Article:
When Steven and Diane Hayes look back at the eight years they spent questioning the quality of their drinking water, battling bouts of diarrhea and other stomach troubles, they tell CBC News they still have a hard time believing the people they called friends and whom they trusted — their landlords — were responsible. It's an accusation the Hayes are now trying to prove in a civil lawsuit.
Patients and staff at Salt Spring Island's sole hospital are still relying on bottled water, months after legionella bacteria was detected in the facility's water system. Island Health advised against using the water at Lady Minto Hospital for drinking or bathing in March, when routine testing showed low levels of the bacteria were present.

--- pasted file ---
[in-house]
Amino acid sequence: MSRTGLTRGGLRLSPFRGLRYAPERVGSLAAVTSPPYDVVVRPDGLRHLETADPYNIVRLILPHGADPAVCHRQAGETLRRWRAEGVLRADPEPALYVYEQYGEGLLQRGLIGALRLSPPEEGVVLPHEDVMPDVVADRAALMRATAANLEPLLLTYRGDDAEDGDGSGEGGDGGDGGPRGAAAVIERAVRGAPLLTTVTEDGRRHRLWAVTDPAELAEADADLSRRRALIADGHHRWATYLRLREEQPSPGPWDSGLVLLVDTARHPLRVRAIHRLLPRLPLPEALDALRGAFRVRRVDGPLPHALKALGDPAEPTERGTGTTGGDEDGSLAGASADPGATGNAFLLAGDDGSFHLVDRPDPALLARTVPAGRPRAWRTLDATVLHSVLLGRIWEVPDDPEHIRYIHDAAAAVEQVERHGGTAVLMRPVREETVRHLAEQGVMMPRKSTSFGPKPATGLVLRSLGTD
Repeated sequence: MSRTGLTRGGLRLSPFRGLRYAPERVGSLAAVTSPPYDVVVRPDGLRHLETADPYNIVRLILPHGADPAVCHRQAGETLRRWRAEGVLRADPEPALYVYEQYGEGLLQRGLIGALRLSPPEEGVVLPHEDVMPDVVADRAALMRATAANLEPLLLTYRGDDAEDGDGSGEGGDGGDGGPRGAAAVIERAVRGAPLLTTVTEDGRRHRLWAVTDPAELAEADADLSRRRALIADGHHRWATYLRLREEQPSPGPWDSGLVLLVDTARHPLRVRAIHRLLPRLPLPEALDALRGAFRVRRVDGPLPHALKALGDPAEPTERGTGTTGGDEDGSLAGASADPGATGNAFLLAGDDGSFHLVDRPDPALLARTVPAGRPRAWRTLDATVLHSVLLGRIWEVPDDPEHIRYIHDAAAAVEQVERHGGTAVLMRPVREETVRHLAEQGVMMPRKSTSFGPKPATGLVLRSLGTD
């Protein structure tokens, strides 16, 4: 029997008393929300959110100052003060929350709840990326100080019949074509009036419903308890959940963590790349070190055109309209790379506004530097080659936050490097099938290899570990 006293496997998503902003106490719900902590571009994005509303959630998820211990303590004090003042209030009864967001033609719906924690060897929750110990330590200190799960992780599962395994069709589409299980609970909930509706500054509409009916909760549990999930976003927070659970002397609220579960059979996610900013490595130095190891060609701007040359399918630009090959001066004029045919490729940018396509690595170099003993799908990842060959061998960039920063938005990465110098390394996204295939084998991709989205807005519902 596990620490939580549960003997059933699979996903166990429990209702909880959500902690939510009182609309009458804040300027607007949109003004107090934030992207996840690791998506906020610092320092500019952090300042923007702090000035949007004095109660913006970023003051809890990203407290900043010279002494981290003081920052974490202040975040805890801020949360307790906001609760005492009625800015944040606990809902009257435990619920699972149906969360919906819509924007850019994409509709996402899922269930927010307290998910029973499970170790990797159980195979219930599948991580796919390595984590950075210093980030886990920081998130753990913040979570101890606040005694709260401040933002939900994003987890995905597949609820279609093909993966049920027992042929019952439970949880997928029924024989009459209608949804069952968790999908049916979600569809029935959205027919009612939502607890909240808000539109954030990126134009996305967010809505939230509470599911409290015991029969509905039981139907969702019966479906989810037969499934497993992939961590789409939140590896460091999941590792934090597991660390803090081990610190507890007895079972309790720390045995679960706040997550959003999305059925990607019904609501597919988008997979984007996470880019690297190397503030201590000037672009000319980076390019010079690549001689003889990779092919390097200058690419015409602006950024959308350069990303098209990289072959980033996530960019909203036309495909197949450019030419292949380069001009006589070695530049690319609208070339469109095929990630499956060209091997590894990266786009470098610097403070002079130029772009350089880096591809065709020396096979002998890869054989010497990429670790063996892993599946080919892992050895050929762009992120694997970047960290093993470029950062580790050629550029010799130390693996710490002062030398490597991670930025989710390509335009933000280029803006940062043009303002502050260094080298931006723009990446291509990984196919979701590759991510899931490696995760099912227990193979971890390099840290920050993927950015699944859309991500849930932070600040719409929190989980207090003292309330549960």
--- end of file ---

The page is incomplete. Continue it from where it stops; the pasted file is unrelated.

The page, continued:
The cost of testing ranges between $30 and $120, depending on the scope of the analysis. The provincial Environment Department recommends residents on well water have it tested for bacteria every six months, and every two years for chemicals such as arsenic, fluoride, lead, nitrate/nitrite and uranium. Bacterial quality is usually assessed by a coliform test.
Nearly 120 million cubic metres of untreated sewage and runoff entered Canadian waterways in 2016, StarMetro has learned.
That’s roughly the same amount of water that roars over the edge of Niagara Falls over the course of 12 hours — except it’s not whitewater spewing from these pipes. It’s murky, brown and a little bit chunky.